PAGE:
Basically reciprocal inhibition describes the process of muscles on one side of a joint relaxing to accommodate contraction on the other side of that joint.
Stress relaxation is what occurs when the musculotendinous unit (MTU), is under a constant stress over time at a fixed length. This decreases the force generated by the viscous material when it resists the elongation stimulus that stretching causes within the MTU. Because the viscous material loses its ability to resist the stretch over time, the MTU slowly increases in length (Sharman et al, 2006).
Gate control theory
The gate control theory of pain asserts that pain signals are not free to reach the brain as soon as they are generated at the injured tissues or sites. They need to encounter certain ‘neurological gates’ at the spinal cord level and these gates determine whether the pain signals should reach the brain or not. In other words, pain is perceived when the gate gives way to the pain signals and it is less intense or not at all perceived when the gate closes for the signals to pass through. Why does someone find relief by rubbing or massaging an injured or a painful area?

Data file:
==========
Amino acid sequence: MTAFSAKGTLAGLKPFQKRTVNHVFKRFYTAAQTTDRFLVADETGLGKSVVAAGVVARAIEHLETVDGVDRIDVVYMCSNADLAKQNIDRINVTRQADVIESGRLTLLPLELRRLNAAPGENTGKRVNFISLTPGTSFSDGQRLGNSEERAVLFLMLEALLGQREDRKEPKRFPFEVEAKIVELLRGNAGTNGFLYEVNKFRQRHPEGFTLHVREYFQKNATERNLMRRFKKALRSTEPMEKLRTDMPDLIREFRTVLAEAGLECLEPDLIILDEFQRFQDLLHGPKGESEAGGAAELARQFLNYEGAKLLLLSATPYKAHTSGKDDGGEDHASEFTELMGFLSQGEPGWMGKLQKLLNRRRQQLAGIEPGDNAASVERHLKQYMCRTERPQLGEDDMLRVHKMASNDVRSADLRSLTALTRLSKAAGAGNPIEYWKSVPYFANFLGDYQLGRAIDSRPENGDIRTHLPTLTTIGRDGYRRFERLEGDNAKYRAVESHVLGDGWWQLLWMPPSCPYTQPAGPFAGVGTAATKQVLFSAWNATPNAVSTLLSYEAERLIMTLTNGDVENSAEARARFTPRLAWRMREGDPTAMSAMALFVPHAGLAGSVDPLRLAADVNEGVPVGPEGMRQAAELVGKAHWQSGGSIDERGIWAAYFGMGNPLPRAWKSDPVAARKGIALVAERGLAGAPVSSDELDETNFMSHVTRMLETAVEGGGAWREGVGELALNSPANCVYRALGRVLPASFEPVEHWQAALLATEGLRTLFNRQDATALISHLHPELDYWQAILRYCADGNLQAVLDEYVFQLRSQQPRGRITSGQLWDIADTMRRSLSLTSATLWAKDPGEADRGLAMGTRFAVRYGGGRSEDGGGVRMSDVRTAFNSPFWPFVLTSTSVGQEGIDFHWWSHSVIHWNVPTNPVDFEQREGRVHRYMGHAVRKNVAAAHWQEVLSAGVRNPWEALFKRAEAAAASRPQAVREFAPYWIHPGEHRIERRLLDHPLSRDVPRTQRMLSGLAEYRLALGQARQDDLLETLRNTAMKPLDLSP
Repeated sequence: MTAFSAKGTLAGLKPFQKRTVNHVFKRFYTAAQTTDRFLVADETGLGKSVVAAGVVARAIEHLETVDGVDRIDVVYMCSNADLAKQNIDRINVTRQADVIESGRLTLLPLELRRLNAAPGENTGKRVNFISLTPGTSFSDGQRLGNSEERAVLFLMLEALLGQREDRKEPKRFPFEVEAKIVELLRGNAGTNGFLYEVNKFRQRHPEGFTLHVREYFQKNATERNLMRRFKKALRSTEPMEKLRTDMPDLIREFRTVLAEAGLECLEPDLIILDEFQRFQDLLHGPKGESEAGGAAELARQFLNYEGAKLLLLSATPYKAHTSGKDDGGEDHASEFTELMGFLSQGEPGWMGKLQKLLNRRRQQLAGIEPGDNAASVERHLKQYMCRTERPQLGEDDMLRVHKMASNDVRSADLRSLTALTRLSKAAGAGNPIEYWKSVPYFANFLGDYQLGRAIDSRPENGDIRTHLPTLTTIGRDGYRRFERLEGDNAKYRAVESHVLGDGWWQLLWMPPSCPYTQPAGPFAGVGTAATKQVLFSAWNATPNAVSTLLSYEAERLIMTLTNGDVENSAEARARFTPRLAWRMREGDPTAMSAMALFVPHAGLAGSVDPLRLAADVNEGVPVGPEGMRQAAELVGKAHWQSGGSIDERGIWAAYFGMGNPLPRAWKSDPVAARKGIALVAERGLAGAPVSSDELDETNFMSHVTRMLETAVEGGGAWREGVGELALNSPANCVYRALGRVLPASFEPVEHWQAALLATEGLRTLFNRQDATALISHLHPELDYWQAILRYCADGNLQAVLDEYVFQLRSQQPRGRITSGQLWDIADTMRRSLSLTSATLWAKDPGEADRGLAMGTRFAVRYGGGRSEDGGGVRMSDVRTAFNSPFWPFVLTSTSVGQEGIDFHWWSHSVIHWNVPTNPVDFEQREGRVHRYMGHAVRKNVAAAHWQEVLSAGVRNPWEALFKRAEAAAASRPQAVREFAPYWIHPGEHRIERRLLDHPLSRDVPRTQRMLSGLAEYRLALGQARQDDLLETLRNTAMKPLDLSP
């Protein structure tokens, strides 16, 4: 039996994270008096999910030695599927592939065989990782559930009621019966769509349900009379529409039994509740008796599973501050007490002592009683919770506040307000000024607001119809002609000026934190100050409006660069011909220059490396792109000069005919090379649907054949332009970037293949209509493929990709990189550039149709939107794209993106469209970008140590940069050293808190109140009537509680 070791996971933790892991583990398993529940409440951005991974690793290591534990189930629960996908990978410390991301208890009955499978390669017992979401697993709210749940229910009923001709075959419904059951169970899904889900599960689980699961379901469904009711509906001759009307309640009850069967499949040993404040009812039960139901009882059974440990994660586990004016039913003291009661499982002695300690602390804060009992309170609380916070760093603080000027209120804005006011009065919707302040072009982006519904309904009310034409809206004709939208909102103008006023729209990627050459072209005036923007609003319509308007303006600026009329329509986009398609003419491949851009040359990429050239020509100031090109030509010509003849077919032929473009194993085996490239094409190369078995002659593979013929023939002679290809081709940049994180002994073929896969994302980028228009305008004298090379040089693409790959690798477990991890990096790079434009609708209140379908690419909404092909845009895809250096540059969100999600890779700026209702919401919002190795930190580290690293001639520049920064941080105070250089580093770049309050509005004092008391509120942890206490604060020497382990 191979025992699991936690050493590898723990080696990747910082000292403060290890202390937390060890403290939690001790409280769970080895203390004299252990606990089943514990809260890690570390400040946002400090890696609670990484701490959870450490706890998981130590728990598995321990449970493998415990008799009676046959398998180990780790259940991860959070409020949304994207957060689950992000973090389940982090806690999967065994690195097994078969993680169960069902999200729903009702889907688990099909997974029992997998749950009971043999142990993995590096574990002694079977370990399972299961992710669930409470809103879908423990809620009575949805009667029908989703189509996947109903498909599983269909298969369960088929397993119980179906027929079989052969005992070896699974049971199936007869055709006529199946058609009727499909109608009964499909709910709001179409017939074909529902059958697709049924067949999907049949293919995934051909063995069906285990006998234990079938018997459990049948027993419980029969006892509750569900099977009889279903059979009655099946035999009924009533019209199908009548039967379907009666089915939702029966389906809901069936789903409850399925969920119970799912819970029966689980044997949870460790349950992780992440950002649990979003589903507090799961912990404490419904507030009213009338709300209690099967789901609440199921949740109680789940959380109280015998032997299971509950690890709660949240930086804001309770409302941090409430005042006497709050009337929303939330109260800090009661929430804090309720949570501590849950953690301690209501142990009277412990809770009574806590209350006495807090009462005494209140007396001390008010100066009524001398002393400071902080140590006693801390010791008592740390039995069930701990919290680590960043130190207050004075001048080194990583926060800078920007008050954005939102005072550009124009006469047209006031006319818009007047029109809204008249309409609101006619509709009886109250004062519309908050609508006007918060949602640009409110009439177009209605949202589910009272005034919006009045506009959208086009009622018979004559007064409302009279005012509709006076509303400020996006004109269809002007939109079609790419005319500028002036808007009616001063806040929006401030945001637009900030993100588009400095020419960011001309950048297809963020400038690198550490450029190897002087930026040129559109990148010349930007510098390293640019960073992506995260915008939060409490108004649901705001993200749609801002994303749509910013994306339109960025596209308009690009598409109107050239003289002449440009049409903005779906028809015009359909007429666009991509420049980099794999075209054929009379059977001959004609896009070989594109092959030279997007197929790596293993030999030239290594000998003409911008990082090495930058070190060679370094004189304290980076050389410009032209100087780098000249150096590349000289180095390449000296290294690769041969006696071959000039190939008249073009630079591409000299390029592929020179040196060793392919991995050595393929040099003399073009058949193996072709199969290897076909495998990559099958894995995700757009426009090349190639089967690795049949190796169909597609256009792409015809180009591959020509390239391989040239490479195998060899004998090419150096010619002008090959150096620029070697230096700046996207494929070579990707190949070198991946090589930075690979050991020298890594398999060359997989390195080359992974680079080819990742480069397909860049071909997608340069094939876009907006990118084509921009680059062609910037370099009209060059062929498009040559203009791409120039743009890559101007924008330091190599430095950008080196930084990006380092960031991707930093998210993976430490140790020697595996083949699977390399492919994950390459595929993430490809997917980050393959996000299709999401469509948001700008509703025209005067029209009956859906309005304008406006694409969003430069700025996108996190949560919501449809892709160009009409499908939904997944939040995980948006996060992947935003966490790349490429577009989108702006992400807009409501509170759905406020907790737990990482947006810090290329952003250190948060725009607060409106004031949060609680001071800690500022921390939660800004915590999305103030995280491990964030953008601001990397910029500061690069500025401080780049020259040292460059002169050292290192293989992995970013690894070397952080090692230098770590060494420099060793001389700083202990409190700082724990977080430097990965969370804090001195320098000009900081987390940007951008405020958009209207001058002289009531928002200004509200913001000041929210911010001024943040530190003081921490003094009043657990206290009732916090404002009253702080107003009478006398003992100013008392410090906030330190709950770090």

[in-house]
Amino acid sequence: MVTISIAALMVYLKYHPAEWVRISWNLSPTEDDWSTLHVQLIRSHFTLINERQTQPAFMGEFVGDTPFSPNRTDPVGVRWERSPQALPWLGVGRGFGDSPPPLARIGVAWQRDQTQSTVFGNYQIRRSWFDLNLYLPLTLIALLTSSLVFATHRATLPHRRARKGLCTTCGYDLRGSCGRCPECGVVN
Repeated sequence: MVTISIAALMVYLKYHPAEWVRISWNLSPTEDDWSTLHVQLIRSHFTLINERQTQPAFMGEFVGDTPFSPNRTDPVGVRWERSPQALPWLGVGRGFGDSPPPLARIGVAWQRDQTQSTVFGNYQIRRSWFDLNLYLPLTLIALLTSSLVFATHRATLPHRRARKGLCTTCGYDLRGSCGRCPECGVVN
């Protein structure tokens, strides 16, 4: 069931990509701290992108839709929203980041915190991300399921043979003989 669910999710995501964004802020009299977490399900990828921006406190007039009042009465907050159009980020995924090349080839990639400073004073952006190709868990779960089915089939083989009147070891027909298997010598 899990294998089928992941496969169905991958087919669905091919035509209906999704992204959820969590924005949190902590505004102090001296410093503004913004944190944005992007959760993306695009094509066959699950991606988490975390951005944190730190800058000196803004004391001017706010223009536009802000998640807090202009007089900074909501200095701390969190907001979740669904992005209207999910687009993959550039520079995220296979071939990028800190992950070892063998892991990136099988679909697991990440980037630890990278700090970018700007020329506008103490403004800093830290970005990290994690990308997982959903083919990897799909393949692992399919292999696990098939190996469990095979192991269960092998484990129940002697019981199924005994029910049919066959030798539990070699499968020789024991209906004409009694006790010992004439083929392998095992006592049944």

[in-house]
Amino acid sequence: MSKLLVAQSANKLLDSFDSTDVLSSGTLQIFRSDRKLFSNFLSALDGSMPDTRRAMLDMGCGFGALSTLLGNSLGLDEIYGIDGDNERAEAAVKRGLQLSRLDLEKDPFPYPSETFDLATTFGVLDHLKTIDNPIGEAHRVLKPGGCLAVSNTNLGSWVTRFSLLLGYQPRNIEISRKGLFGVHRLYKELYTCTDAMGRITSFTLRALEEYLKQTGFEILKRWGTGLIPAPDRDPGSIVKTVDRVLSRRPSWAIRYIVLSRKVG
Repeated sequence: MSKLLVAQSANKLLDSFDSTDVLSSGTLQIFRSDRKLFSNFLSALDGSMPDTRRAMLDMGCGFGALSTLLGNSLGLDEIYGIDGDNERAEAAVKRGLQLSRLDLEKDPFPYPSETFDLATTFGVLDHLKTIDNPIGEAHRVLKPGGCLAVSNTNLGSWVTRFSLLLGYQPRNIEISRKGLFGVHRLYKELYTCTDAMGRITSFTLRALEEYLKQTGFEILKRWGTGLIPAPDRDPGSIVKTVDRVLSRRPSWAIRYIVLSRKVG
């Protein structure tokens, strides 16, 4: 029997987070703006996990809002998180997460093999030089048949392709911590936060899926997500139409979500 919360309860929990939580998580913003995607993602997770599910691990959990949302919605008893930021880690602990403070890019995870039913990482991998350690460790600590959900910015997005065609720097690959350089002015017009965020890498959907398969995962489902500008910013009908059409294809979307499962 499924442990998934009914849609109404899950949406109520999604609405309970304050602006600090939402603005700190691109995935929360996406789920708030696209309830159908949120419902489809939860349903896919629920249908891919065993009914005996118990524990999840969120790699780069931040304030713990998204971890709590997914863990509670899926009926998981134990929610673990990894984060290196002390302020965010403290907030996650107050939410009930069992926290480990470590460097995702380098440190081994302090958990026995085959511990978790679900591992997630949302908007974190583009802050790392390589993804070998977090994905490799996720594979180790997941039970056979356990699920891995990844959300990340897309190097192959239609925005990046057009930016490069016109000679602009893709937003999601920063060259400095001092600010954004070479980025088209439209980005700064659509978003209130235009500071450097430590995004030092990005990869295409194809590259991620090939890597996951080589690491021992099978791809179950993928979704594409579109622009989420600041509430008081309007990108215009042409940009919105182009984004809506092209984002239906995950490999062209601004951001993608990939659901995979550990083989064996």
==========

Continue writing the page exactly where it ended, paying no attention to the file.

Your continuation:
How to perform a PNF technique?
PNF stretching principles has many variations and can often be referred to as different things. The two most common techniques that some of you might have heard of are: contract-relax method (CR) or hold-relax stretching and contract-relax-antagonist-contract method (CRAC).
Contract-relax method (CR)